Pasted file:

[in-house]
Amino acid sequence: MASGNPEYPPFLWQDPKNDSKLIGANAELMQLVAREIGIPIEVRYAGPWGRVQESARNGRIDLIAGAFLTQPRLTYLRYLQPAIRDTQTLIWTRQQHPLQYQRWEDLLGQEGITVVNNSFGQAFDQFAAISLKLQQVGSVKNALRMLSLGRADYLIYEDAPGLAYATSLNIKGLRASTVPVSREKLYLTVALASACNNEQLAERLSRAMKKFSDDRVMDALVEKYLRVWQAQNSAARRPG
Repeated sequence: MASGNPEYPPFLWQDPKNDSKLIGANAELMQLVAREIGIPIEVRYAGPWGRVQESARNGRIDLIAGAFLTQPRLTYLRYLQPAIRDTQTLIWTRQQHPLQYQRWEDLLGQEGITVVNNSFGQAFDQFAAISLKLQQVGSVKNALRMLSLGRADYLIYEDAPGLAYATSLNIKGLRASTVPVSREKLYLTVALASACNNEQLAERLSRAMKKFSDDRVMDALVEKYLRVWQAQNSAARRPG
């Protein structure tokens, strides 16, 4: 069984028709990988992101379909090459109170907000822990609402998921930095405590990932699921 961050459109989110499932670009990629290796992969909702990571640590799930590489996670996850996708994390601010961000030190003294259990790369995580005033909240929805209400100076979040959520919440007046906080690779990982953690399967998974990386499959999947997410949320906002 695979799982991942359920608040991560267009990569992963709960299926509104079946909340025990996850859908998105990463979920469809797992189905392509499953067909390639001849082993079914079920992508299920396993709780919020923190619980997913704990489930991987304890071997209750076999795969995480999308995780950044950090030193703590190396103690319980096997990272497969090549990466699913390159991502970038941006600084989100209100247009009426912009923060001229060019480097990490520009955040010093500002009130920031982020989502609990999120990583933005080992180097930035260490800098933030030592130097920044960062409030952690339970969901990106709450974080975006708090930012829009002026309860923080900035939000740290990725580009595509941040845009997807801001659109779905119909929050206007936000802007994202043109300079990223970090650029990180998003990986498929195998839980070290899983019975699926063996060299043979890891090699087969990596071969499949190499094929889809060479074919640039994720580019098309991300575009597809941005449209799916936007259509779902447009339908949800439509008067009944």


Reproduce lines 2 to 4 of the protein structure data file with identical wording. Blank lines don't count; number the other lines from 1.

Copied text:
Amino acid sequence: MASGNPEYPPFLWQDPKNDSKLIGANAELMQLVAREIGIPIEVRYAGPWGRVQESARNGRIDLIAGAFLTQPRLTYLRYLQPAIRDTQTLIWTRQQHPLQYQRWEDLLGQEGITVVNNSFGQAFDQFAAISLKLQQVGSVKNALRMLSLGRADYLIYEDAPGLAYATSLNIKGLRASTVPVSREKLYLTVALASACNNEQLAERLSRAMKKFSDDRVMDALVEKYLRVWQAQNSAARRPG
Repeated sequence: MASGNPEYPPFLWQDPKNDSKLIGANAELMQLVAREIGIPIEVRYAGPWGRVQESARNGRIDLIAGAFLTQPRLTYLRYLQPAIRDTQTLIWTRQQHPLQYQRWEDLLGQEGITVVNNSFGQAFDQFAAISLKLQQVGSVKNALRMLSLGRADYLIYEDAPGLAYATSLNIKGLRASTVPVSREKLYLTVALASACNNEQLAERLSRAMKKFSDDRVMDALVEKYLRVWQAQNSAARRPG
């Protein structure tokens, strides 16, 4: 069984028709990988992101379909090459109170907000822990609402998921930095405590990932699921 961050459109989110499932670009990629290796992969909702990571640590799930590489996670996850996708994390601010961000030190003294259990790369995580005033909240929805209400100076979040959520919440007046906080690779990982953690399967998974990386499959999947997410949320906002 695979799982991942359920608040991560267009990569992963709960299926509104079946909340025990996850859908998105990463979920469809797992189905392509499953067909390639001849082993079914079920992508299920396993709780919020923190619980997913704990489930991987304890071997209750076999795969995480999308995780950044950090030193703590190396103690319980096997990272497969090549990466699913390159991502970038941006600084989100209100247009009426912009923060001229060019480097990490520009955040010093500002009130920031982020989502609990999120990583933005080992180097930035260490800098933030030592130097920044960062409030952690339970969901990106709450974080975006708090930012829009002026309860923080900035939000740290990725580009595509941040845009997807801001659109779905119909929050206007936000802007994202043109300079990223970090650029990180998003990986498929195998839980070290899983019975699926063996060299043979890891090699087969990596071969499949190499094929889809060479074919640039994720580019098309991300575009597809941005449209799916936007259509779902447009339908949800439509008067009944």